It never fails. Whether in an elevator, at a restaurant, or even on a friend's couch, my BlackBerry Q10 sticks out among the sea of iPhones and Android devices. "Is that a BlackBerry? Are they still making those?"
How the mighty has fallen. The once-dominant mobile device maker's BlackBerry 10 never got traction in the mobile OS world today, and word's out that the company is no longer making BB10 smartphones. With BlackBerry shifting its efforts to secure Android, the cadre of rabid fans who've remained loyal will soon need to decide where to go next. I am a relative newcomer, as the Q10 was both my first smartphone and my first BlackBerry, and it has treated me well.
No touchscreen for me
Holding out for a smartphone with a keyboard was a no-brainer. While the rest the world scrambled to get the latest iPhone and Android smartphones, I stuck with my trusty Nokia because touchscreens and I don't get along. Perhaps it's the dry skin, or my hands are too cold, but it made no sense for me to get a shiny smartphone and repeatedly jab at the screen. With the Q10, I could join the smartphone world and keep my keyboard.
BlackBerry users love the keyboard, but the rest of the world seems quite happy with the on-screen version. Even with the Q10, at times I have to repeatedly tap the screen. The BlackBerry Classic that replaced the Q10 is like the once-ubiquitous BlackBerry Bold, with an option to navigate the screen from the keyboard. I would have liked that on the Q10.
Apps for only what I need
Yes, the apps catalog for BlackBerry is skimpy compared to what's available for iPhone and Android. Lucky for me, I don't use a lot of apps, and BlackBerry has the ones I need. My phone is still a phone, and I use it for text messaging. It's not a multimedia entertainment device, gaming platform, or a productivity suite.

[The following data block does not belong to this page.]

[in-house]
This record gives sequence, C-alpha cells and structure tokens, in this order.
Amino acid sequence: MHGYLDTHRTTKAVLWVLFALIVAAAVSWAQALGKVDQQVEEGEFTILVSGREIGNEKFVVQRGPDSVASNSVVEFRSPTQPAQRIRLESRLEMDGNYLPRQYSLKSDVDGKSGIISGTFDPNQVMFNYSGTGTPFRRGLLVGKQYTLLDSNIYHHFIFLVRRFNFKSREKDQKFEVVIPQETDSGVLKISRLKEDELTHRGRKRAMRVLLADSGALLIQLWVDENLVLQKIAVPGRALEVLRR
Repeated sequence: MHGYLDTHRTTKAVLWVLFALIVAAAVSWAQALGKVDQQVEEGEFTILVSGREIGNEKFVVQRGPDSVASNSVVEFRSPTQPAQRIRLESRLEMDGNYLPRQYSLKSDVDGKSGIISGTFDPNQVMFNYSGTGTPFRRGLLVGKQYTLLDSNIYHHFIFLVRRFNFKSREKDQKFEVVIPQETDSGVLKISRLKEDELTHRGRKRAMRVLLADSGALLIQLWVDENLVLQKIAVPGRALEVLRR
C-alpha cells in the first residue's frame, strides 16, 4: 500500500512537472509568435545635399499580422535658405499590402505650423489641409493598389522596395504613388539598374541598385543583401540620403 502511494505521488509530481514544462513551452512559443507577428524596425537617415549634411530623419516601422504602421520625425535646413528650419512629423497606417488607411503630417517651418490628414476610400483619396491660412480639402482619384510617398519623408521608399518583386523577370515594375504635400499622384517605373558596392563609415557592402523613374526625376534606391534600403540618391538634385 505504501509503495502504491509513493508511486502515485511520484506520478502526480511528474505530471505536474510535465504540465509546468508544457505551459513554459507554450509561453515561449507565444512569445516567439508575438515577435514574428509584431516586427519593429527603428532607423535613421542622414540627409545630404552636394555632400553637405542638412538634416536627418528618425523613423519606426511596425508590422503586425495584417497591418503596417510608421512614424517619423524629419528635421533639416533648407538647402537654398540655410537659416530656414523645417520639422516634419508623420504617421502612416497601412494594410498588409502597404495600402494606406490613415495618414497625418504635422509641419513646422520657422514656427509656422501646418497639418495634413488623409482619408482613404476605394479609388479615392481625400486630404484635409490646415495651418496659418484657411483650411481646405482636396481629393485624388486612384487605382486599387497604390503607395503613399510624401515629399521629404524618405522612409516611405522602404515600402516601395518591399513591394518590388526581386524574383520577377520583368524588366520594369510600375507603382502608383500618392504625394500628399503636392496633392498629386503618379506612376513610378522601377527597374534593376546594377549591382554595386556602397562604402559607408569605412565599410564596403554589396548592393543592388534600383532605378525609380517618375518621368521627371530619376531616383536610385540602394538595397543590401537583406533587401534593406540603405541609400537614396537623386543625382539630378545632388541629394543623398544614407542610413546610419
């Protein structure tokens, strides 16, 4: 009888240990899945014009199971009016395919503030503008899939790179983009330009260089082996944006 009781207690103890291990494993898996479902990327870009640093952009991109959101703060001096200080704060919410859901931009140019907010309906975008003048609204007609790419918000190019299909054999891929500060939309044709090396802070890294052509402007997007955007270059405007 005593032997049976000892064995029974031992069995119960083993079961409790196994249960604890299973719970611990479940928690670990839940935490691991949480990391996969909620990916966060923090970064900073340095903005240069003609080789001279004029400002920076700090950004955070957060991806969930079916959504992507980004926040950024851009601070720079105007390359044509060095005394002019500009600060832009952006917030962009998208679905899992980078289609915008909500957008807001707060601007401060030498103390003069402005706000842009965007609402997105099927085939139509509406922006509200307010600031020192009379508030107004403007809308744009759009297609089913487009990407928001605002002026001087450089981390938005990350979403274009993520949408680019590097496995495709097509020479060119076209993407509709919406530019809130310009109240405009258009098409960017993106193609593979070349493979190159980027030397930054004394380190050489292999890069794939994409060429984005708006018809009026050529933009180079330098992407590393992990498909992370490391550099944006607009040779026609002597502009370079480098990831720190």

That's not to say I can't do those things -- I can make slideshows and videos out of pictures taken with the camera, play Angry Birds when I am utterly bored, listen to Slacker radio, and scroll through my Twitter feed. I Skype, check my email, share files via Dropbox, and sync my notes with Evernote. I installed a Kanban board app to manage my always out-of-control to-do-list. Many conferences offer a HTML5 app nowadays, and that works on the Q10.
I have an Android tablet that I use for the few apps not supported on my BlackBerry, like Slack and Signal. I prefer the larger screen to view PDF files and edit documents, so I don't even bother trying to squint as I would on a phone. Reading e-books is much more comfortable on a bigger screen. As long as I split my apps usage based on screen size, the Q10 will continue to meet my needs.
BlackBerry is still very security- and privacy-focused
Considering the Q10 is nearly three years old, the fact that BlackBerry still regularly updates the handset is reassuring. Apple also does a decent job of letting users update to the latest iOS version, but Android's process is fragmented and inconsistent. BlackBerry regularly pushes out software updates for the Q10 -- and apps -- and it's extremely easy to do.